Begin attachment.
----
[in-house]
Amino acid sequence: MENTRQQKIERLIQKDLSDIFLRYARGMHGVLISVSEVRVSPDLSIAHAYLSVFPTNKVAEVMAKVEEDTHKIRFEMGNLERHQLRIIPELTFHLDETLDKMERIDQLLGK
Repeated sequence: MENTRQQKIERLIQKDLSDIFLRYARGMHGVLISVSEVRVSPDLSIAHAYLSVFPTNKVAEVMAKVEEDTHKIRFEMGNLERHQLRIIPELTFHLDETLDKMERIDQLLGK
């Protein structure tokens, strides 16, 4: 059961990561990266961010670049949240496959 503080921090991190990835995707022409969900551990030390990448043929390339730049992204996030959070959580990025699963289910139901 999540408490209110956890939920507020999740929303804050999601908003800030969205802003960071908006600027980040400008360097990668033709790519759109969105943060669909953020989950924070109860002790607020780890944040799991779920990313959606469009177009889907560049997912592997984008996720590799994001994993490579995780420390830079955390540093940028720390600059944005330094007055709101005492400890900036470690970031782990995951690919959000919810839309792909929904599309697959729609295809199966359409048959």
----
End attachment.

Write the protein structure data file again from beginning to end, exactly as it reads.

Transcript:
[in-house]
Amino acid sequence: MENTRQQKIERLIQKDLSDIFLRYARGMHGVLISVSEVRVSPDLSIAHAYLSVFPTNKVAEVMAKVEEDTHKIRFEMGNLERHQLRIIPELTFHLDETLDKMERIDQLLGK
Repeated sequence: MENTRQQKIERLIQKDLSDIFLRYARGMHGVLISVSEVRVSPDLSIAHAYLSVFPTNKVAEVMAKVEEDTHKIRFEMGNLERHQLRIIPELTFHLDETLDKMERIDQLLGK
């Protein structure tokens, strides 16, 4: 059961990561990266961010670049949240496959 503080921090991190990835995707022409969900551990030390990448043929390339730049992204996030959070959580990025699963289910139901 999540408490209110956890939920507020999740929303804050999601908003800030969205802003960071908006600027980040400008360097990668033709790519759109969105943060669909953020989950924070109860002790607020780890944040799991779920990313959606469009177009889907560049997912592997984008996720590799994001994993490579995780420390830079955390540093940028720390600059944005330094007055709101005492400890900036470690970031782990995951690919959000919810839309792909929904599309697959729609295809199966359409048959």